8-year-old boy's drowning at Bukit Batok Civil Service Club "a tragic misadventure": Coroner's report

8-year-old boy's drowning at Bukit Batok Civil Service Club "a tragic misadventure": Coroner's report

It was unfortunate that none of the lifeguards even knew that the boy was in the pool.

On May 14 this year, 8-year-old Muhammad Adil Mohd Shafiee jumped into the lap pool at the Bukit Batok Service Club. Four minutes later, he became motionless, with his face down in the water. 

Ten minutes later, lifeguards were trying to revive him to no avail. Resuscitation efforts were continued on the Primary 3 boy until paramedics arrived on the scene. He was taken to Ng Teng Fong General Hospital where “he had multiple episodes of cardiac arrest”, says The Straits Times.

From here, he was taken to KK Women’s and Children’s Hospital. But the young boy could not pull through, and ten days later, he died. 

8-year-old boy drowns at Bukit Batok Civil Service club, dies 10 days later…

boy drowns at Bukit Batok

8-year-old boy drowns at Bukit Batok civil service club: It doesn’t take long for a child to drown. Please read on for safety tips.

What exactly happened? 

An inquest into Adil’s death was held yesterday, Monday October 16. Here, the court heard that four lifeguards – including the chief lifeguard Mr Paul Wilfred Santhanasamy – were present at the pool when the incident happened. 

Just after they reported to duty, the lap pool’s lifeguard Mr Md Yusman Jumaat got an urgent call that his mother had a fall, so he left. 

There was no replacement for him as Mr Wilfred decided that where lifeguard Mohamad Mossudiq Ashaari’s station was – at the pavilion near the drift pool – was high enough for him to see the lap pool.  

The lifeguard used the toilet for a few minutes before the boy drowns in Bukit Batok Civil service club

Mr Mossudiq went to the toilet minutes before they found the boy unresponsive in the pool, say reports. 

According to the lifeguards, no one saw Adil going into the pool. And that if they had seen the boy, they would have definitely stopped them. It was six minutes before associate member Victor Seah even discovered the child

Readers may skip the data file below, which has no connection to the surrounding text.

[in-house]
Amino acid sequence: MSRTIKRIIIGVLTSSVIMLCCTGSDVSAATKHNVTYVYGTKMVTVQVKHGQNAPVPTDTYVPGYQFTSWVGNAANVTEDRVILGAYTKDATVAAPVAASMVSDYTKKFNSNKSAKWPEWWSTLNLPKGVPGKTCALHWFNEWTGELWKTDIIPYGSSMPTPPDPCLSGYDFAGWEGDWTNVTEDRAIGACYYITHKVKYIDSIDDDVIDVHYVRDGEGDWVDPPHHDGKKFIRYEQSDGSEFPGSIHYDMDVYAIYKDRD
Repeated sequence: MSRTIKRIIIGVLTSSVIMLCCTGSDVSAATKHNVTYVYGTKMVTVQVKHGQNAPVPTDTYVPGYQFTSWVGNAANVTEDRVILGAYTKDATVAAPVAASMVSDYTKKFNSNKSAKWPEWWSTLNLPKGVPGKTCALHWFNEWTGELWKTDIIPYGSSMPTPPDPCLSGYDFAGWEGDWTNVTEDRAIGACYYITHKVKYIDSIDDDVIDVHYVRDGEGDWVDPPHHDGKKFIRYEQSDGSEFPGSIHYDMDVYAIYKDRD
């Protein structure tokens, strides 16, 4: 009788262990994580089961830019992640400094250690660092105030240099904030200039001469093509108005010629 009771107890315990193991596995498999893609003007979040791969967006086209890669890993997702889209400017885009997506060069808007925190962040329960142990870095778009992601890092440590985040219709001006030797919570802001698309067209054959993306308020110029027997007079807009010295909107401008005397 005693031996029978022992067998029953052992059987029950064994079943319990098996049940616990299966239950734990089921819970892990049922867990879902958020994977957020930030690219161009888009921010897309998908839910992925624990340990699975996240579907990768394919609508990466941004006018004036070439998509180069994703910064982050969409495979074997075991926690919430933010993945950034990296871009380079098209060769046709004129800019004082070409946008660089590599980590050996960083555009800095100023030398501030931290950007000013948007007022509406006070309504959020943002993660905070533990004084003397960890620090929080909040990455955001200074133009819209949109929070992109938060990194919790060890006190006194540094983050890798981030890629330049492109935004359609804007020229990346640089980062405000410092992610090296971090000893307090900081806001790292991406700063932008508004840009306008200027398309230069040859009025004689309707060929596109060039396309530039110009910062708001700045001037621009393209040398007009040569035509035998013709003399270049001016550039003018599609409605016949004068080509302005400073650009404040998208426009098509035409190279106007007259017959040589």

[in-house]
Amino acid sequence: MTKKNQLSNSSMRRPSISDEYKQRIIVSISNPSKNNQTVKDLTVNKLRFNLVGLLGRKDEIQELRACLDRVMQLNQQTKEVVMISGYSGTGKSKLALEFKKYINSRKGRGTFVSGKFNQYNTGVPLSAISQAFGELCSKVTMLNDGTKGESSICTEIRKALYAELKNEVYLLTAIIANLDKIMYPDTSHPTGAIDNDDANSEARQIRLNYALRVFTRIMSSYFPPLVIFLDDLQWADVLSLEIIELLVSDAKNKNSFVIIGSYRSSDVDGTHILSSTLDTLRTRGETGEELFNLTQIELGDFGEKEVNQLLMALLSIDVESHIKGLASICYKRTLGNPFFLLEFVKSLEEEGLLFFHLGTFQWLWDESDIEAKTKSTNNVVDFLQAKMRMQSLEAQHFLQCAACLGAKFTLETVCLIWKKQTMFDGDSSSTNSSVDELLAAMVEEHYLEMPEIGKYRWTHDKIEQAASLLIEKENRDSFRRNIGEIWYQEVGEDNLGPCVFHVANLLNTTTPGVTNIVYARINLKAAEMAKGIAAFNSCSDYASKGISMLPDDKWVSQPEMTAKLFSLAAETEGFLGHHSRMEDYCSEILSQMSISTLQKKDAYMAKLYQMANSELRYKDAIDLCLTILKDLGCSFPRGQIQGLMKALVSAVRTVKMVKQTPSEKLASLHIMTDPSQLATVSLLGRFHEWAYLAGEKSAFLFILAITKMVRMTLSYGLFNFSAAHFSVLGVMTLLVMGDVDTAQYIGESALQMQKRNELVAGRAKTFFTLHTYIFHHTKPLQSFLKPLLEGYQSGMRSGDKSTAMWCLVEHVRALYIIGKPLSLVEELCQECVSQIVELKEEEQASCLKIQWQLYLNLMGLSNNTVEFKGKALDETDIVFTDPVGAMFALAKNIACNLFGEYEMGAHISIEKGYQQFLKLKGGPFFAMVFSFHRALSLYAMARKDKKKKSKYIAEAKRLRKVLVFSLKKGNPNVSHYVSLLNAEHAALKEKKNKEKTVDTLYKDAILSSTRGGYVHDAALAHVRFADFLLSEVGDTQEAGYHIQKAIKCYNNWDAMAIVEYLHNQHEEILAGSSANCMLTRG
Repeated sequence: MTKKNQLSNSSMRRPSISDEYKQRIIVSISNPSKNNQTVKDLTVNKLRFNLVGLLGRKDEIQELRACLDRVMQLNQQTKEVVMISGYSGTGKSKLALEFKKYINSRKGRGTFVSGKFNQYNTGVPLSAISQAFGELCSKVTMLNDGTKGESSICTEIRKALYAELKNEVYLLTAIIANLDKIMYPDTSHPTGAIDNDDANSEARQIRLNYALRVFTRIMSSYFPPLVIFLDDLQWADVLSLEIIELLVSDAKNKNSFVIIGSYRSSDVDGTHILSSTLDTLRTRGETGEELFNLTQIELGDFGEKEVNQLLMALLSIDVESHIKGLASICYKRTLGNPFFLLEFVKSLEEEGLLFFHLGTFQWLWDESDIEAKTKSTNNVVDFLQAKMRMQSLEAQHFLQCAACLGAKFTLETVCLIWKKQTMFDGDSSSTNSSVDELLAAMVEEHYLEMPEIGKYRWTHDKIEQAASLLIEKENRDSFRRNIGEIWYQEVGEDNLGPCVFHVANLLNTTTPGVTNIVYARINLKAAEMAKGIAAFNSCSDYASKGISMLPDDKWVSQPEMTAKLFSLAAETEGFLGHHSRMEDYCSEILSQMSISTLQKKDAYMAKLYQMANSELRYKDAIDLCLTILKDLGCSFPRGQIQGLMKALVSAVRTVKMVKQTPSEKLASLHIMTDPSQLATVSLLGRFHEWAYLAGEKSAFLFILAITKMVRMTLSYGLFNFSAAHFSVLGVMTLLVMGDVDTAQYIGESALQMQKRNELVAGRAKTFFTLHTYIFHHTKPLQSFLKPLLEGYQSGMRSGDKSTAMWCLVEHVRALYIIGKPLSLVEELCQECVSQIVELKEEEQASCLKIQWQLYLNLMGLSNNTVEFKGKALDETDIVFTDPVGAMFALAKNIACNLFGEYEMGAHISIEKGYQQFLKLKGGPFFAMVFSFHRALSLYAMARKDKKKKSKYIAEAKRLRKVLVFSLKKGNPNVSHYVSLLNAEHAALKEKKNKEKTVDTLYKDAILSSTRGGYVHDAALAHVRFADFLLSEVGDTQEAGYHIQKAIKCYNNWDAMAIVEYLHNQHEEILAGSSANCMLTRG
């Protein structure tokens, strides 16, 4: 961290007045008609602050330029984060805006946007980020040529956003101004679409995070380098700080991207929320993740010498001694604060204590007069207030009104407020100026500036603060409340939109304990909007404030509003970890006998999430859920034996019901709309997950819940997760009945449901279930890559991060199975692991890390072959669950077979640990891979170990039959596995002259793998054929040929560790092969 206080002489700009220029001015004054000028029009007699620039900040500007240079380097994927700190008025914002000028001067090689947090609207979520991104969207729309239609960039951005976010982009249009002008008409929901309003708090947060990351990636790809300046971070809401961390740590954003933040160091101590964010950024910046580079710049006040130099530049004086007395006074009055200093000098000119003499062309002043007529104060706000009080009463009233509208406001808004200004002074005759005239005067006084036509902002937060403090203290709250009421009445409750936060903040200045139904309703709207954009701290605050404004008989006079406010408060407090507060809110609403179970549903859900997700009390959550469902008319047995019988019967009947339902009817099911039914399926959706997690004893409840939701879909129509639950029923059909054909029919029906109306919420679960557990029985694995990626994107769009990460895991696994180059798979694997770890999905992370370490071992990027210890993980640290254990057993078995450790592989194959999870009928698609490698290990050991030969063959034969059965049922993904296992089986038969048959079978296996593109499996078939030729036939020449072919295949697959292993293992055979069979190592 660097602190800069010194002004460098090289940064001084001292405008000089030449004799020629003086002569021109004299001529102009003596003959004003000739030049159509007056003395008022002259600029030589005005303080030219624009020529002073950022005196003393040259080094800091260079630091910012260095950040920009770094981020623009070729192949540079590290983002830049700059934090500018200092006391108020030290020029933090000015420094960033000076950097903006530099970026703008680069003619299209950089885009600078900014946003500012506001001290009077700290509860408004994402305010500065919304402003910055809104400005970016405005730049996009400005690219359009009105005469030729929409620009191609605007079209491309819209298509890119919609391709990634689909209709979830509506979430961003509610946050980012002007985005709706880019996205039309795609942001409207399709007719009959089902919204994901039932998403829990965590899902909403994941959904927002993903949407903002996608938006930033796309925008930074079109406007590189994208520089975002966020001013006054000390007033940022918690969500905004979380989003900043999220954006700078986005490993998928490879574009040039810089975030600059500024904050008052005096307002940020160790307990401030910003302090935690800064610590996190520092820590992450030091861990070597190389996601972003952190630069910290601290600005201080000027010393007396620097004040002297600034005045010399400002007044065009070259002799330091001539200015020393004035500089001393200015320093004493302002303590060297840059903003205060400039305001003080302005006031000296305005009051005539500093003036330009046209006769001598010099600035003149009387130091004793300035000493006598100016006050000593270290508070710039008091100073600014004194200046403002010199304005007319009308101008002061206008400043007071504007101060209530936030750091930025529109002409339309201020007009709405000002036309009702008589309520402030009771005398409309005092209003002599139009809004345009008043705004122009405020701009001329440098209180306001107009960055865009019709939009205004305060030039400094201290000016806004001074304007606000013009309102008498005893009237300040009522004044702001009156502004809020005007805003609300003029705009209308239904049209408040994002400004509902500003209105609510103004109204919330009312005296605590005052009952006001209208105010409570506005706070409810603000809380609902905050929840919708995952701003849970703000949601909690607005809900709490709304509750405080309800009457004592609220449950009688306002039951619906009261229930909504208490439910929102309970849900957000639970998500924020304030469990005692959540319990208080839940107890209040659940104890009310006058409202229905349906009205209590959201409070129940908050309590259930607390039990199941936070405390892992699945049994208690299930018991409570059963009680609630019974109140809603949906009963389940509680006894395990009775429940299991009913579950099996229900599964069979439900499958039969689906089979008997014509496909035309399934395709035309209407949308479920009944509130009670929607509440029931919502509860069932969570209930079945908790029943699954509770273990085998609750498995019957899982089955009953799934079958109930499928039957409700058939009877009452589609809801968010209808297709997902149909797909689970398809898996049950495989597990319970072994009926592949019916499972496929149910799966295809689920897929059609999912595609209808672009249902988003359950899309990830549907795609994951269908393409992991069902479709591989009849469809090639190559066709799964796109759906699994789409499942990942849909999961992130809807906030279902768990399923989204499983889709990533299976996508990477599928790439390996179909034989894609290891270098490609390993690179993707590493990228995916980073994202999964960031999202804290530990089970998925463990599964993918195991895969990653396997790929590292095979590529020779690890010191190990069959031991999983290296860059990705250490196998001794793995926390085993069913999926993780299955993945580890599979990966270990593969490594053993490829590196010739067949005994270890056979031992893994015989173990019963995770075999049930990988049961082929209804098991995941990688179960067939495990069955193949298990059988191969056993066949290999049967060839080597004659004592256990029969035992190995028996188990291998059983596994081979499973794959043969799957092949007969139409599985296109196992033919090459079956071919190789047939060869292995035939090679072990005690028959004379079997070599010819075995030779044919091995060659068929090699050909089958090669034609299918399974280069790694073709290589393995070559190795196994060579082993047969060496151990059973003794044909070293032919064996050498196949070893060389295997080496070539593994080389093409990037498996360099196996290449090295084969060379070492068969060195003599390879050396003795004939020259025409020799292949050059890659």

Mr Seah had been walking near the pool when he saw the boy floating, holding onto a pair of goggles. He didn’t think much of it, but when he turned back to look again, he knew something was wrong. 

The boy’s 19-year-old sister tried to revive her little brother…

He called over lifeguard Rashid Abdul Rahman, who took the boy out of the pool. The child had vomit around his mouth and was unresponsive. Adil’s 19-year-old sister was among others who brought him to the deck where resuscitation efforts started. 

The club manager has since stated that now, five lifeguards work there on weekends, and a minimum of two will be on duty. 

They will also give all children bright, pink wristbands for identification, and require parents to closely watch their little ones in the pool. 

In his findings, Coroner Marvin Bay said Adil’s drowning was a “tragic misadventure”. His death is the 12th accidental drowning of a child aged 12 and below since January 2014, says The Straits Times. 

Tragic lessons learned after the boy drowns at Bukit Batok Civil service club

  • Do not allow children to swim alone and without adult supervision, even if they attend swimming classes. 
  • Parents should never overestimate their kids’ swimming abilities or underestimate the need for adult supervision. 
  • Remember that drowing can be a silent and swift killer. A child often will not be able to shout for attention if he is facing difficulties in the water and will only be able to keep his head above the water for a short period before he drowns. 
  • It takes under a minute for a child to be overwhelmed by the water, and under five minutes for permanent brain damage and death to occur. 

source: The Straits Times

Parents, do take these tragic stories as serious reminders about your child’s safety. 

READ THIS ALSO: Dry drowning: how to save your child from this silent killer

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